Geographic Connection to Pennsylvania: Philadelphia, Philadelphia County
Philadelphia native Muriel Feelings wrote books about East African culture in the 1970s.
Awards: Randolph Caldecott Medal, Library Association (PSLA) Award, American Library Association Notable Books Award
Born and raised in Philadelphia in 1938, Muriel Feelings attended the Philadelphia Museum School of Art and the Los Angeles State College. Soon after, she began teaching Spanish and art in elementary and secondary schools in Philadelphia and New York. While in New York, Feelings met Malcolm X and was moved to serve in Africa and develop literature for African-American children. Upon moving to Uganda in 1966, Feelings taught art at a boys’ school in Kampala, Uganda and found information that inspired her to write Afro-centric literature for American children. After marrying Tom Feelings in 1969, the two worked together to create books focusing on Africa’s cultures and landscapes. Feelings died on Thursday, September 29, 2011.
Muriel Feelings was born Muriel Grey on July 31, 1938, in Philadelphia, Pennsylvania, to a mother and stepfather who valued and appreciated both art and education. From an early age, Feelings was influenced by her mother, who was not formally educated, but who became self-taught through the books that filled their home. After finishing high school, Feelings attended The University of the Arts in Philadelphia (formerly the Philadelphia Museum School of Art) and, after a year, moved to California with her mother and sister. While in California, she continued her education at California State University at Los Angeles (formerly Los Angeles State College), graduating with a bachelor’s degree in art with a Spanish and education minor.
After graduation, Feelings planned to do charitable work in Africa at some point, but started teaching at a junior high school in Philadelphia instead. She then moved to New York and taught in the city’s public school system for many years. At a time of political upheaval in the United States, Feelings wanted to serve in Africa, away from political entities. While in New York, Feelings interest in traveling to Africa intensified after meeting United Nations workers associated with a mission to Uganda, and also after meeting black nationalist Malcolm X. Embracing his post-Nation of Islam message, Feelings committed herself to the Organization of Afro-American Unity, which worked to unite and fight against white oppression. It was through Malcolm X that Feelings began to consider how critical it was for the black American culture to embrace their heritage, and she soon served in Africa.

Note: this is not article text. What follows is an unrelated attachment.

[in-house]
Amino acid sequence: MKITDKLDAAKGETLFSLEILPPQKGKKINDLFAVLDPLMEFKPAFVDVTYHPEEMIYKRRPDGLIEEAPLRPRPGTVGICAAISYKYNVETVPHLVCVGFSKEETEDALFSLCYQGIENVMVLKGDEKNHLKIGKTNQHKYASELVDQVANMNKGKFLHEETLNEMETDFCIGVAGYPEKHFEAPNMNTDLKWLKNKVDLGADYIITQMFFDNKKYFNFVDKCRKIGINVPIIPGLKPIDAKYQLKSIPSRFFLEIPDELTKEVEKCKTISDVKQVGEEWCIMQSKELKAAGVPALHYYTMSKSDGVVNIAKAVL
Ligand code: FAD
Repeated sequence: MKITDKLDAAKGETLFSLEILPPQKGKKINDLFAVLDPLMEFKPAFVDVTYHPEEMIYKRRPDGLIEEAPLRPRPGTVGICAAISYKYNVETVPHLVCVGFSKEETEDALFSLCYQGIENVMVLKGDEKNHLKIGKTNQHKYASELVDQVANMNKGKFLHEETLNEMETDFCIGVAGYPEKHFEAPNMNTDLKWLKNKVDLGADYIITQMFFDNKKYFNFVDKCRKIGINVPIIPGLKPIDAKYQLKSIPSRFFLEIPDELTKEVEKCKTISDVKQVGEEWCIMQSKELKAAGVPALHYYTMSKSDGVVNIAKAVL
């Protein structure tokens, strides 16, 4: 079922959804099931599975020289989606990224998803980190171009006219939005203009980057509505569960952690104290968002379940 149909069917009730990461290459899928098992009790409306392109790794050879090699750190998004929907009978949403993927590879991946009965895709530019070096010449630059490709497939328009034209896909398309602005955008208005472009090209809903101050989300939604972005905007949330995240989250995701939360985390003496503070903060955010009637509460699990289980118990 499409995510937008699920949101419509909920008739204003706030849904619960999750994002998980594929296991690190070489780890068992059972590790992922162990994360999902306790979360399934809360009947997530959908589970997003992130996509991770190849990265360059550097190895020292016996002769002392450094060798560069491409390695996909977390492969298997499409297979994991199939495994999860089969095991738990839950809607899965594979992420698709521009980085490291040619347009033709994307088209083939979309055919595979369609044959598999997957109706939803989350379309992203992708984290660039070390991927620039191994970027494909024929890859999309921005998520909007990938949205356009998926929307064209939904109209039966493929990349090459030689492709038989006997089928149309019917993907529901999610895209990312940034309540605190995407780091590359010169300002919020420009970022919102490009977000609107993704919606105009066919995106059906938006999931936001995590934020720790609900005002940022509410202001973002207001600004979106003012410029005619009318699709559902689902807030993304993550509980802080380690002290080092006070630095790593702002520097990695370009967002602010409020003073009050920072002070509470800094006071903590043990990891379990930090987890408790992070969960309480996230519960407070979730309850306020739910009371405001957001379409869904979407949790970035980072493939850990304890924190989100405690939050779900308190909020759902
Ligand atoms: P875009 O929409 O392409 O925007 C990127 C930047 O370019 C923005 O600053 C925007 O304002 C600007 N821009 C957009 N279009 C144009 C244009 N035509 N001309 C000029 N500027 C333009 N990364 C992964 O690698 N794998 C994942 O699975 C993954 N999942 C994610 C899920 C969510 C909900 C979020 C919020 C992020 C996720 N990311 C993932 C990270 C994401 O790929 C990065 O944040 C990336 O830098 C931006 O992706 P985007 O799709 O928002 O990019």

Feelings began to teach art at a boys’ high school in Kampala, Uganda from 1966-1968. She learned from her students there and drew inspiration for her books from her surroundings. By traveling extensively throughout Africa, Feelings became impressed and immersed with the culture and inspired by her heritage. Upon moving back to New York in 1968, Feelings rekindled a romantic friendship with Tom Feelings, and the two were wed in 1969. It was Tom’s suggestion that Feelings write a children’s book, which he volunteered to illustrate. Influenced by time spent in Kenya, Feelings penned her first book, Zamani Goes to Market in 1970. It was the title of this book that also lent its name to the couple’s first child, Zamini, which is a Swahili word meaning “infinite.”
After the birth of their son, the Feelings moved to the South American nation of Guyana. After becoming interested with the Guyanan government, the Guyanese Ministry of Education asked Tom to train artists in book illustrations, and Muriel to train teachers. It was in Guyana that Feelings and her husband collaborated on their second book, Moja Means One: A Swahili Counting Book. The book was widely accepted by critics, and went on to win the Randolph Caldecott Medal in 1972. After moving back to New York, the Feelings had another son, Kamili. In 1974, they published another children’s literature book, Jambo Means Hello: A Swahili Alphabet Book, which was also reviewed very well. It appeared on many Best Books and Recommended Literature lists. Both Moja and Jambo were Caldecott Honor books, and both received awards from the Pennsylvania State Library Association (PSLA) and the American Library Association Notable Books in 1972.
After a divorce in 1974, Feelings retreated from the public eye and happily slipped into retirement. She busied herself working on programs that exposed new works by black artists and writers to the public and conducted workshops on children’s literature and Africa culture and language. Muriel Feelings died on Thursday, September 29, 2011, in the company of her two sons.
Zamani Goes to Market. New York: Seabury, 1970.
Moja Means One: Swahili Counting Book. New York: Dial, 1971.
Jambo Means Hello: Swahili Alphabet Book. New York: Dial, 1974.
Bily, Cynthia. Feelings, Muriel (Grey). Cambridge Guide to Children's Books in English. Ed. Victor Watson. Cambridge, United Kingdom: Cambridge, 2001. 257. Gale Virtual Reference Library. Web. 15 Sep. 2011.